#697: 1983, The Smiths, Handsome Devil

by George_East on May 26, 2013

I was a little conflicted about what to post as my song today, as I spent yesterday at Field Day Festival in Victoria Park with Ray, Jackie, Bobby and some others.  It was a great day and a lot of stuff we heard is still very much playing in my head.   However, in his last post Charlie called a theme week and we’ve not had one for a while.  More importantly the theme week marks both the landmark passage through the House of Commons of the Same Sex Marriage Bill and the idiocy and bigotry of some of the opposition to it.

So, I will probably return to some Field Day related postings over the next few weeks (though there are a lot of other gigs over the same period) but for now I turn to song 2 in our gay theme week dedicated to the idiot and bigot, Sir Gerald ‘#aggressivehomosexualcommunity’ Howarth, Tory MP for the 1950s.

Morrissey was a figure of ambiguous sexuality in the early 1980s.  Famously telling the NME in an interview that he was celibate.   This was, of course, the era of Elton John getting married to a woman and Boy George saying he preferred a cup of tea to sex and even Freddie Mercury denying he was gay.  The number of openly out artists in the music business in the early 1980s was vanishingly small.  Tom Robinson, of course, but precious few others.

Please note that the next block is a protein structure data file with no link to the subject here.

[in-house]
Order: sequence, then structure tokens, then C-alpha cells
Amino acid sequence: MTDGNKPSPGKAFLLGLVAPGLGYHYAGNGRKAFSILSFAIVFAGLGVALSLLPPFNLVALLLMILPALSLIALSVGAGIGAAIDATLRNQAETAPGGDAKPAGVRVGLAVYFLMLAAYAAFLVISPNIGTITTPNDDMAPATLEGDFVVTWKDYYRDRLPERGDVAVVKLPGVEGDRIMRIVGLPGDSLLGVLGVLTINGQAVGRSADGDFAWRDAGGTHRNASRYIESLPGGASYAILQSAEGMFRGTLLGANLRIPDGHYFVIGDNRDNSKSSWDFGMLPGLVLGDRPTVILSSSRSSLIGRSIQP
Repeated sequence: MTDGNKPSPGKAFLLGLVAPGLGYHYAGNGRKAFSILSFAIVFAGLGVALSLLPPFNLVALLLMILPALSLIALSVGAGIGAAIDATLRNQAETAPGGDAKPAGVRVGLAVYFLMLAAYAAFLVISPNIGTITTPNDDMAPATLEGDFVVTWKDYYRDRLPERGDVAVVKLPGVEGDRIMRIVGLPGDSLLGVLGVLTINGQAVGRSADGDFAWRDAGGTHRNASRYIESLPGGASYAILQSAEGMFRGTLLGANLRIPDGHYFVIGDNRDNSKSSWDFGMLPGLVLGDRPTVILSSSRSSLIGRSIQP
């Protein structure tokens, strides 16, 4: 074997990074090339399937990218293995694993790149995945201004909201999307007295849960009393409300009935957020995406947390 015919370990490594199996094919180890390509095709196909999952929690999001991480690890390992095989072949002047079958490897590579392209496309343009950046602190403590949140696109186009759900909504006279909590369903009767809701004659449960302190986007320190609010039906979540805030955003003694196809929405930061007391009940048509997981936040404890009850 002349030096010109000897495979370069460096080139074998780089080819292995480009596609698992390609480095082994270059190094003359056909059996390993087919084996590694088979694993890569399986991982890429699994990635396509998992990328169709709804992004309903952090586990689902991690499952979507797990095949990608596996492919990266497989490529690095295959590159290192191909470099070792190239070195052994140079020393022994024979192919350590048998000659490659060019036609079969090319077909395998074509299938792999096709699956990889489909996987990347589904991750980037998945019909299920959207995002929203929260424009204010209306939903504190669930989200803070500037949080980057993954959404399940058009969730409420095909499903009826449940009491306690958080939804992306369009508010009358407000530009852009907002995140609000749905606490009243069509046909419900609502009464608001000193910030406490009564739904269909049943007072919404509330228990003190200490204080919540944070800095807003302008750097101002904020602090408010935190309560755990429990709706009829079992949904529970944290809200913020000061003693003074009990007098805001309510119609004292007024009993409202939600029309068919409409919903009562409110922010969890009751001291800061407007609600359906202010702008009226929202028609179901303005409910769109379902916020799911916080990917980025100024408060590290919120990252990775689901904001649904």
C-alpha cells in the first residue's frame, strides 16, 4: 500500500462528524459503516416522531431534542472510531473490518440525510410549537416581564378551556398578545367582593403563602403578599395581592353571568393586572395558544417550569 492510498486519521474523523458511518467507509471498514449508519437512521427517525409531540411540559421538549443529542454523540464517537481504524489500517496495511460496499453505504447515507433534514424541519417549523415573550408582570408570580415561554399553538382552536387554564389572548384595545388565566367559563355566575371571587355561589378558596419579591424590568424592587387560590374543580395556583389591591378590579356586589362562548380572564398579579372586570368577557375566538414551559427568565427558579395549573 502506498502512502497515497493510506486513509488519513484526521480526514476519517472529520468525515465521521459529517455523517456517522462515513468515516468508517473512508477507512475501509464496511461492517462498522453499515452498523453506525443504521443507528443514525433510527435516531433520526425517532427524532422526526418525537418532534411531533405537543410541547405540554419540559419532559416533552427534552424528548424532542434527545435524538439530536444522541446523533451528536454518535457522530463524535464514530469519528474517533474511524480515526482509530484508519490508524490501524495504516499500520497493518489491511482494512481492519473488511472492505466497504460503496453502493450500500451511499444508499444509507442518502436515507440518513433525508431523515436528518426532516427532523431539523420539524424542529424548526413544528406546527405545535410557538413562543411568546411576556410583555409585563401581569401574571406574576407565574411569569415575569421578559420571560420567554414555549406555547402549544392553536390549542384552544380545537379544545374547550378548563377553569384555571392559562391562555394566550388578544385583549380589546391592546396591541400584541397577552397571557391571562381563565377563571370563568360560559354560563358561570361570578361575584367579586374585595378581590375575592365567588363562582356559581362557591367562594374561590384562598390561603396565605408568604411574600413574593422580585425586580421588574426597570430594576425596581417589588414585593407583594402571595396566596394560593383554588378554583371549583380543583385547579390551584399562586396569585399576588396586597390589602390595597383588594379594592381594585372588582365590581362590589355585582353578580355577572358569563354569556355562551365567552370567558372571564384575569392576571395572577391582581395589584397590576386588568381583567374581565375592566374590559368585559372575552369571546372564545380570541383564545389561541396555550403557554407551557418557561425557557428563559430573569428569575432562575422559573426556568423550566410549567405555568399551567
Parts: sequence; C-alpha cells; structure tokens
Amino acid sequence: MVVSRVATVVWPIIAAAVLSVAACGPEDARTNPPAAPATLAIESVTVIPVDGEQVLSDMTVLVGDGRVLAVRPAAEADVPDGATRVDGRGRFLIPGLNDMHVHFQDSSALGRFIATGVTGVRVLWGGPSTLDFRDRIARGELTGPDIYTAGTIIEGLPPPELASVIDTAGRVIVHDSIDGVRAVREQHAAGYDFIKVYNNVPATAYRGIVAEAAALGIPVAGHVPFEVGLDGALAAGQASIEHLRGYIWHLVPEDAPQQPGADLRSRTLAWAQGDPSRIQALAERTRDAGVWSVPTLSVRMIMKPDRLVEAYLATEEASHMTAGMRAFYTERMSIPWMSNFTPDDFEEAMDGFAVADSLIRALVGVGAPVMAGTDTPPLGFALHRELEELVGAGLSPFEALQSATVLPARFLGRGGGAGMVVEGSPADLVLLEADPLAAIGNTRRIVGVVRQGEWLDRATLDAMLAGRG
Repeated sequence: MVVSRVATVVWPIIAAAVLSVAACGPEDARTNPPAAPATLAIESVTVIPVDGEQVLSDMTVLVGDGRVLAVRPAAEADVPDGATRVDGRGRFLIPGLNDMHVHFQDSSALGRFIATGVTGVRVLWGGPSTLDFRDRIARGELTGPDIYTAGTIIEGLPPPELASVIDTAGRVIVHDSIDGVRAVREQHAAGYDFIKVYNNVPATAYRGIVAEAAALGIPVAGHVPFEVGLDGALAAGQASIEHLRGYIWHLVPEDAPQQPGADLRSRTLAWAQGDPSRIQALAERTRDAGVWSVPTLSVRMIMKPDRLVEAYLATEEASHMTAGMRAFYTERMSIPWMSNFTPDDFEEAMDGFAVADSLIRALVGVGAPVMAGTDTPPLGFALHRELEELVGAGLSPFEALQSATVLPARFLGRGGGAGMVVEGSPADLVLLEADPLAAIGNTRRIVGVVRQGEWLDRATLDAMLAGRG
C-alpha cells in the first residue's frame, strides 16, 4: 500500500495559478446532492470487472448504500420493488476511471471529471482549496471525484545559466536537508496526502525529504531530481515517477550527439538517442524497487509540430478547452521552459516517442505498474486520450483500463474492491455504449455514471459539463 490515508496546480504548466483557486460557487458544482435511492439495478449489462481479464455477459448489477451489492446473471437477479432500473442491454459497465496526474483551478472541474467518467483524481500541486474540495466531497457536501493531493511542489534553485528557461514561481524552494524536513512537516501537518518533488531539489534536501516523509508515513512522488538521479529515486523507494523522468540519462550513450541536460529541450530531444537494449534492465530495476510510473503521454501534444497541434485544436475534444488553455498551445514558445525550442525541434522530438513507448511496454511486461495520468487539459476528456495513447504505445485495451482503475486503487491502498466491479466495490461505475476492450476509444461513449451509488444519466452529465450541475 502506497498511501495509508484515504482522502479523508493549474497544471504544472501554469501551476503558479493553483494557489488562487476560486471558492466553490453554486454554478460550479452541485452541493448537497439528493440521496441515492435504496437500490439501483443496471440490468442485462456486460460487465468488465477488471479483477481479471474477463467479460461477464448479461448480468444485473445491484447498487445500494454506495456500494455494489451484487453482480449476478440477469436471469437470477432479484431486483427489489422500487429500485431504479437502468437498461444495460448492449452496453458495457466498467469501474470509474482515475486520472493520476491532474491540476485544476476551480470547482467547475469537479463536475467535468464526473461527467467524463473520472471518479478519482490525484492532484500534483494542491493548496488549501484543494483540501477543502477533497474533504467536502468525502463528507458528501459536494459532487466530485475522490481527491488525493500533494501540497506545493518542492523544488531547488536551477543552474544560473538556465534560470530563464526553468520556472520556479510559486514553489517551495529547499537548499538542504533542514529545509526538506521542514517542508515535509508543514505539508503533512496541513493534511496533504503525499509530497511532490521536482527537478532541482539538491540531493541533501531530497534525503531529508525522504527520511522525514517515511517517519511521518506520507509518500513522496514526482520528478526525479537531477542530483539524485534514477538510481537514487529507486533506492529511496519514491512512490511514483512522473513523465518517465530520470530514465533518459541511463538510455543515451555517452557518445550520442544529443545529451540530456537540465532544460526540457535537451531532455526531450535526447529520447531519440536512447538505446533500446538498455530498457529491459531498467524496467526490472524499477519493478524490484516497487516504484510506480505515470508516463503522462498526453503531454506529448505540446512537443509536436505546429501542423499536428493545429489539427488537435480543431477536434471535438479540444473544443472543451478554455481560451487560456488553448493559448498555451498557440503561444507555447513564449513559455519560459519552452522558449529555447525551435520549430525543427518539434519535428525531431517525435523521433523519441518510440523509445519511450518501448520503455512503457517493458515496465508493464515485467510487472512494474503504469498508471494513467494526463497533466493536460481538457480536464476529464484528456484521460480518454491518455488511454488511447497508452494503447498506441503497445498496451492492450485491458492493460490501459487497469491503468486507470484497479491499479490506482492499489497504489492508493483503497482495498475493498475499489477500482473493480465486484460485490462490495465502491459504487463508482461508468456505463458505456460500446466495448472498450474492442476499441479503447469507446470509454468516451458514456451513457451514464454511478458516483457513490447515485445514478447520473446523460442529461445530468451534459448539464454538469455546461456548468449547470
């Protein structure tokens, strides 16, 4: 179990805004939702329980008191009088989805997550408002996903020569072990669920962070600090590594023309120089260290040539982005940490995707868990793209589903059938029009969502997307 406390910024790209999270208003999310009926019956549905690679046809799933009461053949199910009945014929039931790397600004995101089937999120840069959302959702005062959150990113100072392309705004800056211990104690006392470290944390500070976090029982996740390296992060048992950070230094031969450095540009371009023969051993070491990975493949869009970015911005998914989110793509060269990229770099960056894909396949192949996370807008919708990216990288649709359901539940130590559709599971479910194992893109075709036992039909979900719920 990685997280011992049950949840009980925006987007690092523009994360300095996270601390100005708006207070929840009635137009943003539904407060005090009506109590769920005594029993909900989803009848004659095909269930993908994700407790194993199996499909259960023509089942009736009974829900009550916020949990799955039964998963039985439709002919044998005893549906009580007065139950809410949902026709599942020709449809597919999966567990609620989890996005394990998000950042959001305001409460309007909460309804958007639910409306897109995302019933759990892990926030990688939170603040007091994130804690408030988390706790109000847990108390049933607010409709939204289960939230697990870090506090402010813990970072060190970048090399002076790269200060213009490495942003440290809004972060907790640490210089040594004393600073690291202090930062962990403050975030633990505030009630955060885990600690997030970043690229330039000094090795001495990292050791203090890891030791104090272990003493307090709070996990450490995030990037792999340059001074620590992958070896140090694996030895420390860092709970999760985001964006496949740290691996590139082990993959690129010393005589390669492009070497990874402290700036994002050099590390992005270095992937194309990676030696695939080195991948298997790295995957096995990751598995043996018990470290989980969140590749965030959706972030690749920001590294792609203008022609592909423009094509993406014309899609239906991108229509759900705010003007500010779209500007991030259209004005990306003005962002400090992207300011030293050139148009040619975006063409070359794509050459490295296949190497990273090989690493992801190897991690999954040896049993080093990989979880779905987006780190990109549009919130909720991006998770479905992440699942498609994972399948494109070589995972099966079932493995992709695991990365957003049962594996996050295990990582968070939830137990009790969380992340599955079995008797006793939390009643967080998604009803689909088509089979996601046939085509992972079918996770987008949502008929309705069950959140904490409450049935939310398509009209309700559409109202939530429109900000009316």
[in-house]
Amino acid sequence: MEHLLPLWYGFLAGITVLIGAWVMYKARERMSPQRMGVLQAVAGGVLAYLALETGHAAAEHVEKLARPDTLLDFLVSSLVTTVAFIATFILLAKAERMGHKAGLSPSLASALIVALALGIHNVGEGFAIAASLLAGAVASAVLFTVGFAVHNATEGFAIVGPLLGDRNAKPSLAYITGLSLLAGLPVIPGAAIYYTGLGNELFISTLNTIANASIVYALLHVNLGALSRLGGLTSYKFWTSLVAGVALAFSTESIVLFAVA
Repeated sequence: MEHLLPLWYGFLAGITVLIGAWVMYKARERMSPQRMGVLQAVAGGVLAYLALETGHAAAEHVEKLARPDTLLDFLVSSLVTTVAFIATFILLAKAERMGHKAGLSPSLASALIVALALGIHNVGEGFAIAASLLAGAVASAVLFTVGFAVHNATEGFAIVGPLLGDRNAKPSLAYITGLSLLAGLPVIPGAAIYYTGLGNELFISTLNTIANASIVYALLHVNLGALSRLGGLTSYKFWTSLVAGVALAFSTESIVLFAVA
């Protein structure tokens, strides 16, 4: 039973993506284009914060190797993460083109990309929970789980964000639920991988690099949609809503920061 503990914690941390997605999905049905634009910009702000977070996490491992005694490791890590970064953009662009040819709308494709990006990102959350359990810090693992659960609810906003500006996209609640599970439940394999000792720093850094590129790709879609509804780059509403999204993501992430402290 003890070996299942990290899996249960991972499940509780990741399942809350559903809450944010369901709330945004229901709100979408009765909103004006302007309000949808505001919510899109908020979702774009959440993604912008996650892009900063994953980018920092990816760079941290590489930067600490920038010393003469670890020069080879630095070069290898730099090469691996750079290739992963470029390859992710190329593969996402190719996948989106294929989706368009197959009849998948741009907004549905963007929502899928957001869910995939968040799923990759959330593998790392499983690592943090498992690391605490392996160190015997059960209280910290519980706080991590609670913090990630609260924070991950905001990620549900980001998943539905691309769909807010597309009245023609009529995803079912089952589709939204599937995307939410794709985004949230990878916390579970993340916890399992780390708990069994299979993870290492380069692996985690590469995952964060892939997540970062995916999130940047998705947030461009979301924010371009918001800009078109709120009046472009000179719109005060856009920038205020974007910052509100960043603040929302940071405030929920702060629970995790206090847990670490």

A listen though to many of The Smiths’ lyrics told a different tale to the one Morrissey put across in interviews.   I may have been a little too young to fully understand what was going on at the time, particularly given the literary and allusive lyrical forms that Morrissey employed.    But Handsome Devil (like This Charming Man) was, even then, a song that wore its gayness on its sleeve (even if you need to see past the ‘mammary glands’ line.   It is full of adolescent fear and longing.

A boy in the bush

Is worth two in the hand

I think I can help you get through your exams

Oh you handsome devil

 

And when we’re in your scholarly room

Who will swallow whom

There is a further still reason for posting this particular song.  It was the B-side to The Smiths’ first single Hand In Glove, which, scarily, came out 30 years ago this month.

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